Smoked Salmon Salad with Smoky Meyer Lemon Vinaigrette

Serves 2-3.


For the dressing:
1/4 cup fresh squeezed meyer lemon juice
1 clove garlic, minced
3 tablespoons rice wine vinegar
1 tablespoon honey
1/3 cup low fat sour cream
1 teaspoon salt
1/2 teaspoon smoked paprika
1/2 teaspoon granulated garlic
1/4 teaspoon fresh ground pepper
3 tablespoons sunflower, or other lightly flavored oil


For the salad:
2 cups packed fresh baby spinach leaves
1 cup chopped green leaf lettuce
1/2 cup microgreens (I used broccoli micros)
2 tablespoons sliced almonds
1 roma tomato, diced
1 carrot, peeled then grated
2 tablespoons chopped green onion
2-3 ounces hot smoked salmon, broken into bite-sized chunks *

  • Hot smoked salmon is different than the cold smoked salmon that results in lox-like smoked fish. I use a brand that is semi-local, but feel free to use whatever variety is available to you. I’ve heard rave reviews of Cap’n Mike’s alderwood smoked salmon, if that interests you!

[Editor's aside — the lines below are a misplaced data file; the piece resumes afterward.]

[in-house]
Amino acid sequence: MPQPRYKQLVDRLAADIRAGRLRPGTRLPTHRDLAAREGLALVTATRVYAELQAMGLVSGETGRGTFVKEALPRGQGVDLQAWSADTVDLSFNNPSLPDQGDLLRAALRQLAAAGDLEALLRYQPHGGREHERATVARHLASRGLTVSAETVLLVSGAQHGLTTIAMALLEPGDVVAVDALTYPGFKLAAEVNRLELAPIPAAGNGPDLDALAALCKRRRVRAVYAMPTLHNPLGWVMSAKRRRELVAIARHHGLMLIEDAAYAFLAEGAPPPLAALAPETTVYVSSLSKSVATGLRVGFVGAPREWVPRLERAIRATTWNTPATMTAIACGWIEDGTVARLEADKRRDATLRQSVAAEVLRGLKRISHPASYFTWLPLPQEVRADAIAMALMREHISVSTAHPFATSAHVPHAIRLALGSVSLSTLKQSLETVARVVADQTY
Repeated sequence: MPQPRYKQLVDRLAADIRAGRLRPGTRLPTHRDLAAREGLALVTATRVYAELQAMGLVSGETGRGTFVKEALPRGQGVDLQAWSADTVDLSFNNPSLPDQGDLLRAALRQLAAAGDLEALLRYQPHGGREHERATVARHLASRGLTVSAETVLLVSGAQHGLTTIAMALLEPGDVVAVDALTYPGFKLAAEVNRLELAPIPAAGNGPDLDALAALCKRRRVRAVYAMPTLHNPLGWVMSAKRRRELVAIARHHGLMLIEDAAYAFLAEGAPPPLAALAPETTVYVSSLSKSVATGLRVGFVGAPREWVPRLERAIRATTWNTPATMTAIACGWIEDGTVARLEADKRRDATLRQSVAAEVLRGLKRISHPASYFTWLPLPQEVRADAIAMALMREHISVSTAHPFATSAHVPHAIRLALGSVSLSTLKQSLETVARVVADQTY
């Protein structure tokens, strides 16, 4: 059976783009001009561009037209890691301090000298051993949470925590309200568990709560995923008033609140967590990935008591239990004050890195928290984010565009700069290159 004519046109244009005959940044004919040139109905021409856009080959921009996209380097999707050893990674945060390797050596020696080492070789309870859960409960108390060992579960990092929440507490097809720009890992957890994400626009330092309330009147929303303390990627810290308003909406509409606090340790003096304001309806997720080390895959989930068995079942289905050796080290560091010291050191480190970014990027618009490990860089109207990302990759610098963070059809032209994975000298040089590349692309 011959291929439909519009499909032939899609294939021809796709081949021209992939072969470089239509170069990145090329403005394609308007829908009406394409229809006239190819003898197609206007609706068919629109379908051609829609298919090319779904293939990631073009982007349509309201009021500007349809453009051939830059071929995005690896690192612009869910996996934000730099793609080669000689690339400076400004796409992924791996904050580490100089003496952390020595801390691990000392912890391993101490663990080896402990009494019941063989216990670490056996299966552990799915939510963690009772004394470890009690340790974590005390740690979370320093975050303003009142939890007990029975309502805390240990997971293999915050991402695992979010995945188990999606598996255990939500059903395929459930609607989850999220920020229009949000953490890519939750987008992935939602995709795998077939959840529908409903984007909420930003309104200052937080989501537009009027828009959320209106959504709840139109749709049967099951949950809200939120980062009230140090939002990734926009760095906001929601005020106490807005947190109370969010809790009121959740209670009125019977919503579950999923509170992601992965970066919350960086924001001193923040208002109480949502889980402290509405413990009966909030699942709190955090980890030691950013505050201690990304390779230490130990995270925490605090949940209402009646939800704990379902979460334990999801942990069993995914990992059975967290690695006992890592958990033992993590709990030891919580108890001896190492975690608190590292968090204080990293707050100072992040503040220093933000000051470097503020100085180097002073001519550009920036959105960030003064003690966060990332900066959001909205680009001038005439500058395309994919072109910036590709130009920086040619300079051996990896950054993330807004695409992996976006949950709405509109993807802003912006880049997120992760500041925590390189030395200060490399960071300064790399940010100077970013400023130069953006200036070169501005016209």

Make the dressing:
In a bowl, whisk together the lemon juice, garlic, vinegar, honey, sour cream, salt, paprika, granulated garlic, and pepper until completely combined.


Make the salad:
In a large bowl, gently toss together the salad ingredients. You can dress the salad with as much or as little dressing as you prefer. Serve immediately.



Smoked Salmon Salad with Lemon Basil Vinaigrette


Sometimes a girl eats too many doughnuts for her birthday. Then chases them down with extravagant fru-fru cocktails, copious amounts of amazing sushi, and inevitably, birthday cake to round it all out. Sometimes the next day, that girl says, “Damn. I need to eat a salad.” (“…Good thing we ate ALL the doughnuts yesterday so I can’t have any post-salad consumption…”)

I am often embarrassed by the fact that salads are one of the few things that seems to befuddle my recipe-brain. How hard is it to throw together vegetables, dressing, maybe fruit, maybe seeds and nuts? Not that difficult. It’s the flavor combinations and textures that get me all woozy feeling. (Reaching for unmentionable glazed baked goods as a cure.) However, I will tell you – having a garden filled with organic greens and goodies is allowing me room to experiment more than I probably would otherwise. It’s fun (and satisfying) to be able to say, “Oh hey – I grew that! And damn it tastes good!”